Japan's struggle to prevent a nuclear disaster has the world aghast. The people watching most intensely are those whose countries contain a significant number of nuclear power plants—or intend to build them. Economists and investors are skittish: World markets have plunged since an earthquake and then a tsunami hit Japan on Mar. 11. Japan's Nikkei average has shed more than 11 percent year-to-date and the Standard & Poor's 500-stock index has reeled through three days of losses, as of press time on Mar. 16. Shares in diverse companies that range from Entergy (ETR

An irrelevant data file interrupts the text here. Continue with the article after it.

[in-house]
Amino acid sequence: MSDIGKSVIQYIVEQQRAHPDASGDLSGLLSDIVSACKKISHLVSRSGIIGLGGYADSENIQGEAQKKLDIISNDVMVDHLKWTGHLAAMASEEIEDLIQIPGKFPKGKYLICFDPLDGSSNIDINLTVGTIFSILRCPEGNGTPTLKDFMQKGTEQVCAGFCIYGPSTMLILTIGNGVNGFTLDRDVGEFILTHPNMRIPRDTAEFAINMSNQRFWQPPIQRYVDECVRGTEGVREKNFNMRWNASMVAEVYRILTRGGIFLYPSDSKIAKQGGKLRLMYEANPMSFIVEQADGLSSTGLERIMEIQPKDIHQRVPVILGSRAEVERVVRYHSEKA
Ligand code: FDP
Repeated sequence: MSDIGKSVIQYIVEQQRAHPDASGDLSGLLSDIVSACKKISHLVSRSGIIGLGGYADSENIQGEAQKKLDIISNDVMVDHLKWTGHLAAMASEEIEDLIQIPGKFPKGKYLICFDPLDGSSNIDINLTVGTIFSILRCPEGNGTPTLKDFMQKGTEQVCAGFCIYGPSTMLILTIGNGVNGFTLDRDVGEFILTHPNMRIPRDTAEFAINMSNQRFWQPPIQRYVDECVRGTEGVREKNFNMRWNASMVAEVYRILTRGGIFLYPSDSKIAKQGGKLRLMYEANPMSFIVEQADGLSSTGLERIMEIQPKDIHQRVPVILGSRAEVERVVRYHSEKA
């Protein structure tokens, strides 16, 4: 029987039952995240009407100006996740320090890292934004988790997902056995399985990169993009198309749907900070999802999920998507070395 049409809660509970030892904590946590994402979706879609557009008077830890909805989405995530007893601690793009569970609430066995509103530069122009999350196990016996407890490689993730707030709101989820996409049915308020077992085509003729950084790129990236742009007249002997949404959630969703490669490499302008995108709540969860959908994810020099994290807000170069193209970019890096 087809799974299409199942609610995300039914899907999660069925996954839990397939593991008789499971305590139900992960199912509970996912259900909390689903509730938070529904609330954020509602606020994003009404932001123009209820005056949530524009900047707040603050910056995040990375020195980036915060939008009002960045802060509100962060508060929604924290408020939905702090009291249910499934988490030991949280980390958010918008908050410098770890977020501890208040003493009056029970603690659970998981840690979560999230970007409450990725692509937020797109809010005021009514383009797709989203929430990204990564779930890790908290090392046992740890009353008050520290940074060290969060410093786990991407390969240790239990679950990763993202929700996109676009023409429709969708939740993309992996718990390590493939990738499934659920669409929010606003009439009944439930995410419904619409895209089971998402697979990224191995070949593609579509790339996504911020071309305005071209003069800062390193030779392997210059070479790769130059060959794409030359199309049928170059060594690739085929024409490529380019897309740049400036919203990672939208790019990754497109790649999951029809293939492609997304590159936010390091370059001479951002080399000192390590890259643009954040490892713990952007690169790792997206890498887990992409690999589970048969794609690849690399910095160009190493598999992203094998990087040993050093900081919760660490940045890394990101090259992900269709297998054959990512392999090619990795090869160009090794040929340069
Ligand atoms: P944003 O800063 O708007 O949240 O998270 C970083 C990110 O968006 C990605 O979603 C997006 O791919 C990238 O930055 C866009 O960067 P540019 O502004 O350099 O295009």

) and Exelon (EXC
), which own nuclear power plants in the U.S., to engineering firms such as Shaw Group (SHAW
) and General Electric (GE
) and insurers such as Munich Re (MUV2:GR
), Allianz (ALV:GR
), and Swiss Re (RUKN:VX
) have been battered and could undergo greater declines if the situation in Japan worsens.
Today the majority of the more than 100 nuclear plants in operation across the U.S. were built in the 1970s and ‘80s. The oldest still in operation is the R.E. Ginna Nuclear Power Plant near Rochester, N.Y., which received its operating license in 1969, according to the U.S. Nuclear Regulatory Commission. The newest is the Watts Bar plant outside of Knoxville, Tenn., which went online in 1996.
to learn the locations and ages of the 104 nuclear power plants in operation across the U.S.
U.S. Nuclear Regulatory Commission